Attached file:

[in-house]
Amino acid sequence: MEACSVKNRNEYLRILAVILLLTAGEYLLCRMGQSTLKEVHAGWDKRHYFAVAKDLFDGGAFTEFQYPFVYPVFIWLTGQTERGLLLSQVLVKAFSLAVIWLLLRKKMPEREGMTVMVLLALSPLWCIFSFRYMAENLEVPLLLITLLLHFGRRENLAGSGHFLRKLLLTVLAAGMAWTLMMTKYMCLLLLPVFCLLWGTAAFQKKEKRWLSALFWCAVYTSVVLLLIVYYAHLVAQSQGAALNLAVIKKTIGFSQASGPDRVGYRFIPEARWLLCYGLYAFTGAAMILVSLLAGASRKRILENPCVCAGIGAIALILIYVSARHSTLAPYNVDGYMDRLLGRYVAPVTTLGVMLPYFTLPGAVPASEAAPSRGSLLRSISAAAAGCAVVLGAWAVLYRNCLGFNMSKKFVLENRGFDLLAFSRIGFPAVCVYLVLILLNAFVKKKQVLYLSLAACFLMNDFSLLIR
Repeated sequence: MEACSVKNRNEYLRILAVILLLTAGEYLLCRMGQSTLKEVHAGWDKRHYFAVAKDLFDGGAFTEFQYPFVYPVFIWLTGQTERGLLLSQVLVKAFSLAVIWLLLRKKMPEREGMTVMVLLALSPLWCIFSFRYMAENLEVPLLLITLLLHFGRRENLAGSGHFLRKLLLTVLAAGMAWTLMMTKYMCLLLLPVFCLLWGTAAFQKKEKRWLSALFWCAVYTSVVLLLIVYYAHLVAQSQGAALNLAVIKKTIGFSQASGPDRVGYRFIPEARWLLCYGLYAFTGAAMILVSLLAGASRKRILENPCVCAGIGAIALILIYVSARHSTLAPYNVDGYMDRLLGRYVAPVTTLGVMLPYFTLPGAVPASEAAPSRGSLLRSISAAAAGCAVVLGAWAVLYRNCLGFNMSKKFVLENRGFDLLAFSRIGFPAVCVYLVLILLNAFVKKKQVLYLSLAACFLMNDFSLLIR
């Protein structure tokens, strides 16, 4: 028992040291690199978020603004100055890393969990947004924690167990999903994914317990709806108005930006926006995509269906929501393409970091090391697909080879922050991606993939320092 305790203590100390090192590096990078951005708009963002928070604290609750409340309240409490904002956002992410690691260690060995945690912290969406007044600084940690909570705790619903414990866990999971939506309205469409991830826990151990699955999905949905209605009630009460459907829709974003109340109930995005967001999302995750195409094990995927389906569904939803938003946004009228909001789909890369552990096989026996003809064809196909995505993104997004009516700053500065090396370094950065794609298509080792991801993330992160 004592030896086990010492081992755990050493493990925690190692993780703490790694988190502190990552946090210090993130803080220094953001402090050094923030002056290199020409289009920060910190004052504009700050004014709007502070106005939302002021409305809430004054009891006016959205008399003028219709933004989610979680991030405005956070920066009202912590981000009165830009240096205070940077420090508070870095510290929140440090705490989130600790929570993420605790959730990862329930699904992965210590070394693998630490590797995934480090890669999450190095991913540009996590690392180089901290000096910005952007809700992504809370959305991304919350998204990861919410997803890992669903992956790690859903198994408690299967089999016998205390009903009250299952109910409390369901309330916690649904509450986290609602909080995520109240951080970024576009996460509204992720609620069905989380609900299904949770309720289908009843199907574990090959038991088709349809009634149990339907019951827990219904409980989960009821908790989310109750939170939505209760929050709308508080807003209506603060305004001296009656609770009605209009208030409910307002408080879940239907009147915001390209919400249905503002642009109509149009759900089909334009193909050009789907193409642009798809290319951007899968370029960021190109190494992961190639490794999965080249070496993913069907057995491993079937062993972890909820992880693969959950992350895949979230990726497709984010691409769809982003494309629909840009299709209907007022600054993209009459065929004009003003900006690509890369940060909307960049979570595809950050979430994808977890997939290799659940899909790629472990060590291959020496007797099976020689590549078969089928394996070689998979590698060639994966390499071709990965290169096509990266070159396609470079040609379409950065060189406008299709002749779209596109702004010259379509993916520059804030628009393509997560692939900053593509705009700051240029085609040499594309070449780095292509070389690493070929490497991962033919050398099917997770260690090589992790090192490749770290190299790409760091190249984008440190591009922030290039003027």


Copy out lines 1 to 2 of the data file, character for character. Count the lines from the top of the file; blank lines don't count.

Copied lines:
[in-house]
Amino acid sequence: MEACSVKNRNEYLRILAVILLLTAGEYLLCRMGQSTLKEVHAGWDKRHYFAVAKDLFDGGAFTEFQYPFVYPVFIWLTGQTERGLLLSQVLVKAFSLAVIWLLLRKKMPEREGMTVMVLLALSPLWCIFSFRYMAENLEVPLLLITLLLHFGRRENLAGSGHFLRKLLLTVLAAGMAWTLMMTKYMCLLLLPVFCLLWGTAAFQKKEKRWLSALFWCAVYTSVVLLLIVYYAHLVAQSQGAALNLAVIKKTIGFSQASGPDRVGYRFIPEARWLLCYGLYAFTGAAMILVSLLAGASRKRILENPCVCAGIGAIALILIYVSARHSTLAPYNVDGYMDRLLGRYVAPVTTLGVMLPYFTLPGAVPASEAAPSRGSLLRSISAAAAGCAVVLGAWAVLYRNCLGFNMSKKFVLENRGFDLLAFSRIGFPAVCVYLVLILLNAFVKKKQVLYLSLAACFLMNDFSLLIR